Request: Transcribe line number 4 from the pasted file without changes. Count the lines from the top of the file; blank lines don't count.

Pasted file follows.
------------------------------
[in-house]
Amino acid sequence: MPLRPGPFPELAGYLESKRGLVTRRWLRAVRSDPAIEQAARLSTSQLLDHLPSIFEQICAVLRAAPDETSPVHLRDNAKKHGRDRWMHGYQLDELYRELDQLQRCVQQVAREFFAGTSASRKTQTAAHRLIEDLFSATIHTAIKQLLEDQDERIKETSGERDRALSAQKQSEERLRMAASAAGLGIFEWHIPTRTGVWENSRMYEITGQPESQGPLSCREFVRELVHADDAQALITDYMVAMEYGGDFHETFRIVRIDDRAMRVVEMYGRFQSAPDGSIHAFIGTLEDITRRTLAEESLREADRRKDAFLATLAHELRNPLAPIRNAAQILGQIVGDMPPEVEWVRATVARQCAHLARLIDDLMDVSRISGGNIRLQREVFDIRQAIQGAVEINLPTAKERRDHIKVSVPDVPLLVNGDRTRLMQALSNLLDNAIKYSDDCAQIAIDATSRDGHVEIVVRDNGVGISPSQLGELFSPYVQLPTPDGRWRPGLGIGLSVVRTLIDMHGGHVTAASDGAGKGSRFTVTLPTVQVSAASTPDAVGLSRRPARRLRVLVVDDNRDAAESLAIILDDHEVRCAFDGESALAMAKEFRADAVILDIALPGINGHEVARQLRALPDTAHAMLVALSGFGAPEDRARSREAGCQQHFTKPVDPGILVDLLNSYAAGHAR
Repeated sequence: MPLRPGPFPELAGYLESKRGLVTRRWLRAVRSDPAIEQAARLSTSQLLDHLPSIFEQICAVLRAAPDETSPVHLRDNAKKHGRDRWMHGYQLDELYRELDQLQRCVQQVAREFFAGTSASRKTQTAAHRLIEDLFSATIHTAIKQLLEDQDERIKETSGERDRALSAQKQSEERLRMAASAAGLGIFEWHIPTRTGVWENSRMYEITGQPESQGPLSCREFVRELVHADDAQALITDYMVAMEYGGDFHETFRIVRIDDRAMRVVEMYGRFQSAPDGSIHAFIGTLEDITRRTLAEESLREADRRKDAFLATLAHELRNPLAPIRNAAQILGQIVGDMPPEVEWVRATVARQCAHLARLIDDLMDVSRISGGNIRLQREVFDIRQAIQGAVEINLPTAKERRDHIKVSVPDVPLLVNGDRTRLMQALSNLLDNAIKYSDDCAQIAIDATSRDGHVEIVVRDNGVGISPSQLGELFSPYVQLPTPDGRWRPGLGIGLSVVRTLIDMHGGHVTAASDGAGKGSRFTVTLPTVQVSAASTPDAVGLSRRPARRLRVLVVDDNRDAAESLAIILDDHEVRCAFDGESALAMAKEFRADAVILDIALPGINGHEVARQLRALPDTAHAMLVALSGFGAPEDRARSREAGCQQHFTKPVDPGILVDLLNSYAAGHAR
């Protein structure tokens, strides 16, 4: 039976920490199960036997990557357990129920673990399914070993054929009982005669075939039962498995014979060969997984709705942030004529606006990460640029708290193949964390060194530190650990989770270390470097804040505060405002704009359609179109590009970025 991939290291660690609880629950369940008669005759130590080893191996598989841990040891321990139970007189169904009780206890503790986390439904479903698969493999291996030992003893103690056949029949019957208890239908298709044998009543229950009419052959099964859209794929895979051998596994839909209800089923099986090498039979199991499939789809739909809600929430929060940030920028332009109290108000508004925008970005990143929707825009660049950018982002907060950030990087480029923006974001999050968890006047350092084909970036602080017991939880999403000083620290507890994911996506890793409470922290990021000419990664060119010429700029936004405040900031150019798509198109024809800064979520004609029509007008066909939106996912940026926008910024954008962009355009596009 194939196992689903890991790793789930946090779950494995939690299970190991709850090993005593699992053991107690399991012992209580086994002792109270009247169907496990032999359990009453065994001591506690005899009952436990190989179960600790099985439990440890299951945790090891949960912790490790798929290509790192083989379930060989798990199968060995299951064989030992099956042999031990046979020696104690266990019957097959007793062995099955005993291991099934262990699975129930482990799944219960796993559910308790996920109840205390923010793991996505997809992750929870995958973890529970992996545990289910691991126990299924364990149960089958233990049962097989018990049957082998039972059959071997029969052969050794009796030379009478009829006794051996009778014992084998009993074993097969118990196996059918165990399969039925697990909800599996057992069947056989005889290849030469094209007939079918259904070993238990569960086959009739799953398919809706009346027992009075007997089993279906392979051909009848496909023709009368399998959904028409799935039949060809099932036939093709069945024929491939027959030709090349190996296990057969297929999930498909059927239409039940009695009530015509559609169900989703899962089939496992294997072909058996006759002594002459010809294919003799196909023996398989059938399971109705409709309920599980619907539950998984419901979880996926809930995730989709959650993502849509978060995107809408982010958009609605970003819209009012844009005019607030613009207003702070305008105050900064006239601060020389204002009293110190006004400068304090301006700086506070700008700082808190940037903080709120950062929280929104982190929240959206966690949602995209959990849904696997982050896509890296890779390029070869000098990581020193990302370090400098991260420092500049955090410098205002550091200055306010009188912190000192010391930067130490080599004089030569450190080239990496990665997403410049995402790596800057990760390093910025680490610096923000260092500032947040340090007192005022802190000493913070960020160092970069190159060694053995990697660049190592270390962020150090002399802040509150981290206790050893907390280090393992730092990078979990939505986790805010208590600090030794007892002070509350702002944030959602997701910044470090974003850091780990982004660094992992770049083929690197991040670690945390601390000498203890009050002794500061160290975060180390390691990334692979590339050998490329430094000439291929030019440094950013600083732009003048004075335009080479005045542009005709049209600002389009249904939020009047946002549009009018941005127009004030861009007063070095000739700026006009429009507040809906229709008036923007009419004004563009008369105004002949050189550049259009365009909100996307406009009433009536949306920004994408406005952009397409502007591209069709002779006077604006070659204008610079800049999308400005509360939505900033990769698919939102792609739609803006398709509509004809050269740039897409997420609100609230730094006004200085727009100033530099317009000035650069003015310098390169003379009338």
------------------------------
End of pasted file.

């Protein structure tokens, strides 16, 4: 039976920490199960036997990557357990129920673990399914070993054929009982005669075939039962498995014979060969997984709705942030004529606006990460640029708290193949964390060194530190650990989770270390470097804040505060405002704009359609179109590009970025 991939290291660690609880629950369940008669005759130590080893191996598989841990040891321990139970007189169904009780206890503790986390439904479903698969493999291996030992003893103690056949029949019957208890239908298709044998009543229950009419052959099964859209794929895979051998596994839909209800089923099986090498039979199991499939789809739909809600929430929060940030920028332009109290108000508004925008970005990143929707825009660049950018982002907060950030990087480029923006974001999050968890006047350092084909970036602080017991939880999403000083620290507890994911996506890793409470922290990021000419990664060119010429700029936004405040900031150019798509198109024809800064979520004609029509007008066909939106996912940026926008910024954008962009355009596009 194939196992689903890991790793789930946090779950494995939690299970190991709850090993005593699992053991107690399991012992209580086994002792109270009247169907496990032999359990009453065994001591506690005899009952436990190989179960600790099985439990440890299951945790090891949960912790490790798929290509790192083989379930060989798990199968060995299951064989030992099956042999031990046979020696104690266990019957097959007793062995099955005993291991099934262990699975129930482990799944219960796993559910308790996920109840205390923010793991996505997809992750929870995958973890529970992996545990289910691991126990299924364990149960089958233990049962097989018990049957082998039972059959071997029969052969050794009796030379009478009829006794051996009778014992084998009993074993097969118990196996059918165990399969039925697990909800599996057992069947056989005889290849030469094209007939079918259904070993238990569960086959009739799953398919809706009346027992009075007997089993279906392979051909009848496909023709009368399998959904028409799935039949060809099932036939093709069945024929491939027959030709090349190996296990057969297929999930498909059927239409039940009695009530015509559609169900989703899962089939496992294997072909058996006759002594002459010809294919003799196909023996398989059938399971109705409709309920599980619907539950998984419901979880996926809930995730989709959650993502849509978060995107809408982010958009609605970003819209009012844009005019607030613009207003702070305008105050900064006239601060020389204002009293110190006004400068304090301006700086506070700008700082808190940037903080709120950062929280929104982190929240959206966690949602995209959990849904696997982050896509890296890779390029070869000098990581020193990302370090400098991260420092500049955090410098205002550091200055306010009188912190000192010391930067130490080599004089030569450190080239990496990665997403410049995402790596800057990760390093910025680490610096923000260092500032947040340090007192005022802190000493913070960020160092970069190159060694053995990697660049190592270390962020150090002399802040509150981290206790050893907390280090393992730092990078979990939505986790805010208590600090030794007892002070509350702002944030959602997701910044470090974003850091780990982004660094992992770049083929690197991040670690945390601390000498203890009050002794500061160290975060180390390691990334692979590339050998490329430094000439291929030019440094950013600083732009003048004075335009080479005045542009005709049209600002389009249904939020009047946002549009009018941005127009004030861009007063070095000739700026006009429009507040809906229709008036923007009419004004563009008369105004002949050189550049259009365009909100996307406009009433009536949306920004994408406005952009397409502007591209069709002779006077604006070659204008610079800049999308400005509360939505900033990769698919939102792609739609803006398709509509004809050269740039897409997420609100609230730094006004200085727009100033530099317009000035650069003015310098390169003379009338």